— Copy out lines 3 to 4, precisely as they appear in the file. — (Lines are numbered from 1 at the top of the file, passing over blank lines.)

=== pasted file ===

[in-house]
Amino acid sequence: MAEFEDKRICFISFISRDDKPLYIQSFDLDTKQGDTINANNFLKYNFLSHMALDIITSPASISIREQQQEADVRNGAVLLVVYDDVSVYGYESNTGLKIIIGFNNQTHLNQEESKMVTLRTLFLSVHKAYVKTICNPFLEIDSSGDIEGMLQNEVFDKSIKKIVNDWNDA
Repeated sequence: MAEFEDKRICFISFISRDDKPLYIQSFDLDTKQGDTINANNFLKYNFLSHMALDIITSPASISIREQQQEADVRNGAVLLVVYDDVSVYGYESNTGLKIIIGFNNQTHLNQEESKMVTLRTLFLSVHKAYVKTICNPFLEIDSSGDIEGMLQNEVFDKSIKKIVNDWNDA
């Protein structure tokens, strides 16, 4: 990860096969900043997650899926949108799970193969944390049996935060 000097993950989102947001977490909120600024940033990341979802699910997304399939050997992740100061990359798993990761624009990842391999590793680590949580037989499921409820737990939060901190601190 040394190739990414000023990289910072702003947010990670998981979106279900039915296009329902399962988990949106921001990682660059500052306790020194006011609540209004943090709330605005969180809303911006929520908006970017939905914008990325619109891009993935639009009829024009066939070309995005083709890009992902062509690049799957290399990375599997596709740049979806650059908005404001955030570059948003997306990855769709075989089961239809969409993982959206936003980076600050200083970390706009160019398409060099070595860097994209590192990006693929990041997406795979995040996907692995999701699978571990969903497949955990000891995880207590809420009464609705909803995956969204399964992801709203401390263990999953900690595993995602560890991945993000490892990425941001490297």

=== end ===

Repeated sequence: MAEFEDKRICFISFISRDDKPLYIQSFDLDTKQGDTINANNFLKYNFLSHMALDIITSPASISIREQQQEADVRNGAVLLVVYDDVSVYGYESNTGLKIIIGFNNQTHLNQEESKMVTLRTLFLSVHKAYVKTICNPFLEIDSSGDIEGMLQNEVFDKSIKKIVNDWNDA
């Protein structure tokens, strides 16, 4: 990860096969900043997650899926949108799970193969944390049996935060 000097993950989102947001977490909120600024940033990341979802699910997304399939050997992740100061990359798993990761624009990842391999590793680590949580037989499921409820737990939060901190601190 040394190739990414000023990289910072702003947010990670998981979106279900039915296009329902399962988990949106921001990682660059500052306790020194006011609540209004943090709330605005969180809303911006929520908006970017939905914008990325619109891009993935639009009829024009066939070309995005083709890009992902062509690049799957290399990375599997596709740049979806650059908005404001955030570059948003997306990855769709075989089961239809969409993982959206936003980076600050200083970390706009160019398409060099070595860097994209590192990006693929990041997406795979995040996907692995999701699978571990969903497949955990000891995880207590809420009464609705909803995956969204399964992801709203401390263990999953900690595993995602560890991945993000490892990425941001490297």